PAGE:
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jimgoad.net :: what about us?
What About Us?
A Support Group Forms to Address the Unique Emotional Needs of Strippers Who Were Never Abused as Children
“Xena” (center of couch) has been dancing in Portland strip clubs for three years. “I had a great childhood,” she says. “My parents never hit me or molested me, so sometimes it’s hard to communicate with other strippers.” Xena is shown here at a What About Us?support group meeting with group moderator Tom Roberts (left) and a fellow unmolested stripper named “Tabasco” (right).
The women come and the women go, filling this small, damp, vaguely oniony-smelling room with stories of their pain. They cry so many tears that their faces melt into a giant, peach-colored, blubbering Everywoman. Their pain is so real, it’s painful to listen. These women are here to share their pain with one another...to honor each other’s pain...to envy each other’s pain...to nurture each other’s pain...to multiply that pain until all they feel is pain…and then to talk about that pain over donuts ’n’ coffee at a fat male social worker’s basement in Southeast Portland every Thursday at 3 p.m.
These women, mostly young and attractive, are among an estimated 13 or 14 members of a local sex workers’ support group called What About Us?, a nonprofit organization whose literature states:
Just because you were never raped or molested doesn’t mean you can’t feel pain. It doesn’t mean you can’t imagine what it felt like. It doesn’t mean you should be ostracized by other sex workers who’ve suffered “real” abuse. We are all women, and an essential part of our womanhood is to suffer and then tell everyone about it later.
“Now I know what it feels like to be black,” says Xena, a stripper who dances at Snapper’s in Hood River and Bucky Beaver’s in Oregon City. Xena’s been attending What About Us? meetings for nearly two months after suffering what she calls “a miniature-sized nervous breakdown” when other dancers at her club failed to invite her to an all-night slumber party, pizza feed, and clothing swap. “They said they ‘forgot’ to invite me, but I know why they didn’t,” Xena says now. “It’s because I was never raped or abused. Because I’m happily married and don’t do drugs. Because I’ve never thrown a rock through a boyfriend’s window or cut off all my hair when I’m upset. Because I’m the weirdo. The outcast. But these What About Us? meetings have given me a new outlook on life, and I’ve come to embrace the idea that my suffering is every bit as precious as theirs, even though their suffering may have been a little more, y’know, dramatic. It’s still my suffering and it’s still important to me.”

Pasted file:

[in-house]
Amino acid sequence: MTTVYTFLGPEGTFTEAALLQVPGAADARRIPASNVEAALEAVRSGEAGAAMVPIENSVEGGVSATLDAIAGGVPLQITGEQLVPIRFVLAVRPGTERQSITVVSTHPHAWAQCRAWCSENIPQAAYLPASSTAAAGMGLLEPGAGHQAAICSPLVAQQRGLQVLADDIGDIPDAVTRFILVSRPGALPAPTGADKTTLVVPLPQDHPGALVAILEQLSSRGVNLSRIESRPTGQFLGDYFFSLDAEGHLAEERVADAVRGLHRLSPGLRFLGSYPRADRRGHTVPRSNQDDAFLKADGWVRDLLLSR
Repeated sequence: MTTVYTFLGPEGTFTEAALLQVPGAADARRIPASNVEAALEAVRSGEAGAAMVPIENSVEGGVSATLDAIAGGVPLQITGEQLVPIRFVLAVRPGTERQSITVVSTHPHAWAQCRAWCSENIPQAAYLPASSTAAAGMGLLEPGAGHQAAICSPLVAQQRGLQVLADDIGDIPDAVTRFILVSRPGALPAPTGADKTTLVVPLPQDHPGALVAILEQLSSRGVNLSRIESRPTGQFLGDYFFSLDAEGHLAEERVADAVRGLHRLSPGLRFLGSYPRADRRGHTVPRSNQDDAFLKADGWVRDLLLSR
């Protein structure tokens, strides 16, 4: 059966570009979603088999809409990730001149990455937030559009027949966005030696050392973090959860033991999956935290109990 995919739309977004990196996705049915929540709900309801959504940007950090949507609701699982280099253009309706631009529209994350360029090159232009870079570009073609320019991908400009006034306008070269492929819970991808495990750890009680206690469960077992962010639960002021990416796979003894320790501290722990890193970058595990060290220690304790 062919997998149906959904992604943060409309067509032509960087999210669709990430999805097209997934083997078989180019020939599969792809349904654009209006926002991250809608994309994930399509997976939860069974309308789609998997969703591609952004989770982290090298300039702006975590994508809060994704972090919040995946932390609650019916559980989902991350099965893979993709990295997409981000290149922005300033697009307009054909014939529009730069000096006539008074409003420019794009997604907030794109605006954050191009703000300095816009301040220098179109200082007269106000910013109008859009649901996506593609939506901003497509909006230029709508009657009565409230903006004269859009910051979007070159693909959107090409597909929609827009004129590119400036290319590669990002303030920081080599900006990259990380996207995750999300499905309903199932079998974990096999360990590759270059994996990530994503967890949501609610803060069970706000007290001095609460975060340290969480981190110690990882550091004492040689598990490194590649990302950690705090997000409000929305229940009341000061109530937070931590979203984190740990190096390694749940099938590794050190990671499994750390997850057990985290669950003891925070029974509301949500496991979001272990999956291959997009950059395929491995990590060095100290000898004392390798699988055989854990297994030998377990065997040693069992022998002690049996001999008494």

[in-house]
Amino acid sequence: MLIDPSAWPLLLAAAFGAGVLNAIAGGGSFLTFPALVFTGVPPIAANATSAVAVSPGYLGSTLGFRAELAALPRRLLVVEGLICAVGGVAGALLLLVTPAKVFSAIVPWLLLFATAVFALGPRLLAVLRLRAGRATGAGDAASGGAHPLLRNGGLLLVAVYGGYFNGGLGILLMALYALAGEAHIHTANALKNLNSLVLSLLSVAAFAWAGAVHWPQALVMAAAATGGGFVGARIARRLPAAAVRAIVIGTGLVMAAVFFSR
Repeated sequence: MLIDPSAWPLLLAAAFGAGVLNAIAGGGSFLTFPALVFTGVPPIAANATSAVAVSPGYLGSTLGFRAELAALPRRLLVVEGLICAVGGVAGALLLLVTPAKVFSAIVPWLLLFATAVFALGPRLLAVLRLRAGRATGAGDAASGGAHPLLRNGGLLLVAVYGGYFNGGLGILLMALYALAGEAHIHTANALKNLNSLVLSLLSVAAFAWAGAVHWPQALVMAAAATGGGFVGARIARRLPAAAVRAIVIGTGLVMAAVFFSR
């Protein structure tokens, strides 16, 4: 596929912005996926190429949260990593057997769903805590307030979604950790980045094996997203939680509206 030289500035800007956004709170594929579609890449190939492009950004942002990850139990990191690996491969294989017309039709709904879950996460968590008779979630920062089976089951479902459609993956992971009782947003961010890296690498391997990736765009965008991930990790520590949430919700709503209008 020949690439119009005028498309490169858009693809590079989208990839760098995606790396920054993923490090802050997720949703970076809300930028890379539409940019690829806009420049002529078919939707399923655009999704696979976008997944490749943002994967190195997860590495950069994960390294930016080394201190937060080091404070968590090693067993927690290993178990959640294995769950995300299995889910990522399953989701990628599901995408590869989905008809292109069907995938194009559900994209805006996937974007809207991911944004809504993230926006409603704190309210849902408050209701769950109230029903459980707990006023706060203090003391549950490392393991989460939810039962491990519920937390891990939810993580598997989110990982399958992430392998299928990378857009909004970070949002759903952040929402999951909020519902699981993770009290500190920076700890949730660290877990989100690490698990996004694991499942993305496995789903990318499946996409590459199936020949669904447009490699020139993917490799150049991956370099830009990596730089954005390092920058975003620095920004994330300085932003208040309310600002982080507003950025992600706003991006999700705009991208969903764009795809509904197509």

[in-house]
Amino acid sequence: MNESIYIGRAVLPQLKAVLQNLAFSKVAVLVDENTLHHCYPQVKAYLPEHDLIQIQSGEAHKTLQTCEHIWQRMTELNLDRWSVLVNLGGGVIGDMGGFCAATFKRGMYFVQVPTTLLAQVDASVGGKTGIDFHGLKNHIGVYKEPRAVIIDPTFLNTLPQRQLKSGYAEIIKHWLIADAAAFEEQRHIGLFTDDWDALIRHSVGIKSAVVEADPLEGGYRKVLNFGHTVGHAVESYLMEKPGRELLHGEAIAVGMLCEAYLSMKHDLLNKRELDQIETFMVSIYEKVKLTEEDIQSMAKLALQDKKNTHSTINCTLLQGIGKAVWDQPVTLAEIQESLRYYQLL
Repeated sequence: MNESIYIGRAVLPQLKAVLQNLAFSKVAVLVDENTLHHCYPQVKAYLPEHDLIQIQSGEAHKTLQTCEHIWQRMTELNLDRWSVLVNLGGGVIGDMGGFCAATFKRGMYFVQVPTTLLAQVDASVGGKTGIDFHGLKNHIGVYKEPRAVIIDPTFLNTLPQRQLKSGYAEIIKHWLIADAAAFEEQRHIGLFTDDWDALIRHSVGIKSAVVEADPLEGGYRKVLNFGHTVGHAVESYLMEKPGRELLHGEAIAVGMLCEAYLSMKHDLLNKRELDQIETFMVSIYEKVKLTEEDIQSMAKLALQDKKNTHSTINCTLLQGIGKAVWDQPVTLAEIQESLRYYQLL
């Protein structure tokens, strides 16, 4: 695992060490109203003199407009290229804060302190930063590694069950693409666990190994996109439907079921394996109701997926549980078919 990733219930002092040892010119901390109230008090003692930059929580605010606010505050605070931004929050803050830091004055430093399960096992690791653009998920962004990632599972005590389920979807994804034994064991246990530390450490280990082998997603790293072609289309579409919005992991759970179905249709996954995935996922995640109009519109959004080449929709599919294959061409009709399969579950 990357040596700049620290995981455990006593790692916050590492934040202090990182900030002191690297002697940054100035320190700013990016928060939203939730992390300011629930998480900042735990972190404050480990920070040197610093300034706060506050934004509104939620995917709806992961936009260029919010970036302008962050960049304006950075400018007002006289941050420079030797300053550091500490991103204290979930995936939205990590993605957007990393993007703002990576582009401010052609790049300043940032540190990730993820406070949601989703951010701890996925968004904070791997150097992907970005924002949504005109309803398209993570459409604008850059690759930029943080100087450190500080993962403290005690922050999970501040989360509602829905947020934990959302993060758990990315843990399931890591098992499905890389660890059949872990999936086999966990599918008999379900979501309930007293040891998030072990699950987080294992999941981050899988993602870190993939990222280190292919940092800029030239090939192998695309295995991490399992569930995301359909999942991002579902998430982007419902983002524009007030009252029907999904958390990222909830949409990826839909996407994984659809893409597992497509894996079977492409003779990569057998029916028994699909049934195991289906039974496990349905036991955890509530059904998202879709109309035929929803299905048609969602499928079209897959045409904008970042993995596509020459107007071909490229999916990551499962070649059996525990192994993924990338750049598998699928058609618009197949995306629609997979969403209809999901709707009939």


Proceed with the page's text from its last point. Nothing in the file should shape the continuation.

“I COULD ALMOST CRY when I hear some of the stories these girls tell,” Tom Roberts, the What About Us? group founder, tells me later as we kayak down the Columbia River under a gorgeous late-spring sunset. An obese man who’s perpetually running his tongue along the outside of his teeth, Roberts says he started What About Us? after working for two years as a bouncer at a notorious juice bar called The Oyster’s Pearl in Molalla. “After a while, I’d see these girls come in, these lost-looking girls, and I could tell just by the way they carried themselves that they had never been molested as children, and that as adults they were tortured by their abuse-free past and didn’t want any of the other strippers to know about it. That’s when I decided to get involved in helping the nonabused and the underabused.”
“Is that so?” I counter. “Several strippers have told me that you run the support group because it’s an easy way for you to meet chicks and exploit their emotional vulnerability.”
Roberts says nothing. Instead, he makes a loud coughing sound, continues paddling the kayak, and softly breaks wind.
“I HAVE TWO WORDS for these whiny, unmolested, unassaulted bitches: WHAT and EVER,” says Fondue, a stripper who boasts of having been sexually, physically, mentally, and spiritually abused by both parents and all four grandparents and is widely known as The Woman Who Brought Naked Spaghetti Wrestling to Portland. “That’s right: Whatever. Yadda yadda yadda. See ya, wouldn’t wanna be ya! I could care less.”
“I think you mean to say that you couldn’t care less,” I politely suggest to Fondue in between sips of my Shirley Temple as we sit at the Ship Ahoy bar in Southeast Portland.
“You couldn’t care less. If you ‘could care less,’ that implies you must already care some.”
“But dudeI could care less.”
“I don’t think you understand what I’m saying,” I tell her.
“Whatever, dude,” comes her sharp-tongued retort.
THEY ARE THE LOST SHEEP of the sex-worker flock, these unfortunate dames and lasses who suffer discrimination and emotional estrangement due to a lack of compelling, graphic, disturbing, sympathy-engendering “abuse stories” from their past.
Our industry should pull together and quit making the nonabused and underabused feel ashamed. While the lion’s share of industry workers can recount childhood events that make the most jaded among us blush with horror and envy, some girls weren’t nearly so lucky. We all suffer in various ways and degrees, but few forms of suffering can match the suffering one suffers from never having suffered enough.